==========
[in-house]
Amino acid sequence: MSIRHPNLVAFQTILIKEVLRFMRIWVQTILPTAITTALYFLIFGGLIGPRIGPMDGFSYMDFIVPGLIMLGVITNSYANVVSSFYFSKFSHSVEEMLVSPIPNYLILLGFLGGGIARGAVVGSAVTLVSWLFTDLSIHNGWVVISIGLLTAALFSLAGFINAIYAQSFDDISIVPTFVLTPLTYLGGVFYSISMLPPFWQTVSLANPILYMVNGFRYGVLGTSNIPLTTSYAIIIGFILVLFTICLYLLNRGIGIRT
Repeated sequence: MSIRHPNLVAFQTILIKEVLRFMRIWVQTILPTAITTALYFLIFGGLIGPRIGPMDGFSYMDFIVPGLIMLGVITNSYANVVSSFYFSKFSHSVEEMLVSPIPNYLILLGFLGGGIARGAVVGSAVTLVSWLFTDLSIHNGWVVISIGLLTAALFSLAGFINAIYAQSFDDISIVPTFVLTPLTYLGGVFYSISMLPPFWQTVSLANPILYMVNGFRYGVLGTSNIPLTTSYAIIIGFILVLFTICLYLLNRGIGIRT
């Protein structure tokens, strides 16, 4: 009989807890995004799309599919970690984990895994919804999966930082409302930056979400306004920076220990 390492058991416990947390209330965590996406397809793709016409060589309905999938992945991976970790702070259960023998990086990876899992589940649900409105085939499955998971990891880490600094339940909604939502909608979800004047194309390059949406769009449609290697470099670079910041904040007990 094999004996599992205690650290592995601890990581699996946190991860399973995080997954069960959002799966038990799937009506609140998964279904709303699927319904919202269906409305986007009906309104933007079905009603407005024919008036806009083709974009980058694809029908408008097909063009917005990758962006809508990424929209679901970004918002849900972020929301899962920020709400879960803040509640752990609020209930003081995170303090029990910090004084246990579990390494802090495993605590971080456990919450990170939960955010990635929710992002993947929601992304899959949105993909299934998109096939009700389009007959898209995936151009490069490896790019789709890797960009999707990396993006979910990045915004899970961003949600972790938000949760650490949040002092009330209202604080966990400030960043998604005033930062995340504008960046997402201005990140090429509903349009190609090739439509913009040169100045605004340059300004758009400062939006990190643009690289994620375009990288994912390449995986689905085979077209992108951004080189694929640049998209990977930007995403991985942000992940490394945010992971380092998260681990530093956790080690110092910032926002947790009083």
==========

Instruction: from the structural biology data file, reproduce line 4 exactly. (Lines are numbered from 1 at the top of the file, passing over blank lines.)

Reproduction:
């Protein structure tokens, strides 16, 4: 009989807890995004799309599919970690984990895994919804999966930082409302930056979400306004920076220990 390492058991416990947390209330965590996406397809793709016409060589309905999938992945991976970790702070259960023998990086990876899992589940649900409105085939499955998971990891880490600094339940909604939502909608979800004047194309390059949406769009449609290697470099670079910041904040007990 094999004996599992205690650290592995601890990581699996946190991860399973995080997954069960959002799966038990799937009506609140998964279904709303699927319904919202269906409305986007009906309104933007079905009603407005024919008036806009083709974009980058694809029908408008097909063009917005990758962006809508990424929209679901970004918002849900972020929301899962920020709400879960803040509640752990609020209930003081995170303090029990910090004084246990579990390494802090495993605590971080456990919450990170939960955010990635929710992002993947929601992304899959949105993909299934998109096939009700389009007959898209995936151009490069490896790019789709890797960009999707990396993006979910990045915004899970961003949600972790938000949760650490949040002092009330209202604080966990400030960043998604005033930062995340504008960046997402201005990140090429509903349009190609090739439509913009040169100045605004340059300004758009400062939006990190643009690289994620375009990288994912390449995986689905085979077209992108951004080189694929640049998209990977930007995403991985942000992940490394945010992971380092998260681990530093956790080690110092910032926002947790009083």